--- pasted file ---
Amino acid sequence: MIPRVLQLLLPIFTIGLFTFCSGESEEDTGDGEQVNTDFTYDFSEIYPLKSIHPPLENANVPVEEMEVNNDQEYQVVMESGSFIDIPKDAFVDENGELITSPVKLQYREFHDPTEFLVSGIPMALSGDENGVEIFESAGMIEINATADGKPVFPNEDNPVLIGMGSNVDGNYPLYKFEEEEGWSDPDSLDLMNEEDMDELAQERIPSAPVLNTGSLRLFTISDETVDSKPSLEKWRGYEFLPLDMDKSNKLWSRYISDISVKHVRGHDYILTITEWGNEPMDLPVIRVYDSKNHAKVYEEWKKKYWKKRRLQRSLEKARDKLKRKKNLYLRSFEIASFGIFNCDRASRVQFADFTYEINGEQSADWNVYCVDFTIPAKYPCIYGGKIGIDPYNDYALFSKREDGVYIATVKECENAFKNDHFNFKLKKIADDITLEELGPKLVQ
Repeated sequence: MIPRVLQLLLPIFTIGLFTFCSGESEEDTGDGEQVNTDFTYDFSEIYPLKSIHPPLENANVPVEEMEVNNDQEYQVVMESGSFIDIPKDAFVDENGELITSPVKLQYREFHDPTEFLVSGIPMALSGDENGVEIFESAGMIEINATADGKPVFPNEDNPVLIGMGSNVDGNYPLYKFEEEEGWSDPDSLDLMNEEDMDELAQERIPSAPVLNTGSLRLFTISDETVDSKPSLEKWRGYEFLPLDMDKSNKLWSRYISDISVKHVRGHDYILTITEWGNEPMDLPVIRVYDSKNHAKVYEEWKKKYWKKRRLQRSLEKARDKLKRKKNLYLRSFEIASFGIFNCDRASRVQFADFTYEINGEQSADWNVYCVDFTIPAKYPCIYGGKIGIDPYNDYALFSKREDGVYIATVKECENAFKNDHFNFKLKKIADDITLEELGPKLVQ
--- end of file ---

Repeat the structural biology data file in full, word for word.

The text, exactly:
Amino acid sequence: MIPRVLQLLLPIFTIGLFTFCSGESEEDTGDGEQVNTDFTYDFSEIYPLKSIHPPLENANVPVEEMEVNNDQEYQVVMESGSFIDIPKDAFVDENGELITSPVKLQYREFHDPTEFLVSGIPMALSGDENGVEIFESAGMIEINATADGKPVFPNEDNPVLIGMGSNVDGNYPLYKFEEEEGWSDPDSLDLMNEEDMDELAQERIPSAPVLNTGSLRLFTISDETVDSKPSLEKWRGYEFLPLDMDKSNKLWSRYISDISVKHVRGHDYILTITEWGNEPMDLPVIRVYDSKNHAKVYEEWKKKYWKKRRLQRSLEKARDKLKRKKNLYLRSFEIASFGIFNCDRASRVQFADFTYEINGEQSADWNVYCVDFTIPAKYPCIYGGKIGIDPYNDYALFSKREDGVYIATVKECENAFKNDHFNFKLKKIADDITLEELGPKLVQ
Repeated sequence: MIPRVLQLLLPIFTIGLFTFCSGESEEDTGDGEQVNTDFTYDFSEIYPLKSIHPPLENANVPVEEMEVNNDQEYQVVMESGSFIDIPKDAFVDENGELITSPVKLQYREFHDPTEFLVSGIPMALSGDENGVEIFESAGMIEINATADGKPVFPNEDNPVLIGMGSNVDGNYPLYKFEEEEGWSDPDSLDLMNEEDMDELAQERIPSAPVLNTGSLRLFTISDETVDSKPSLEKWRGYEFLPLDMDKSNKLWSRYISDISVKHVRGHDYILTITEWGNEPMDLPVIRVYDSKNHAKVYEEWKKKYWKKRRLQRSLEKARDKLKRKKNLYLRSFEIASFGIFNCDRASRVQFADFTYEINGEQSADWNVYCVDFTIPAKYPCIYGGKIGIDPYNDYALFSKREDGVYIATVKECENAFKNDHFNFKLKKIADDITLEELGPKLVQ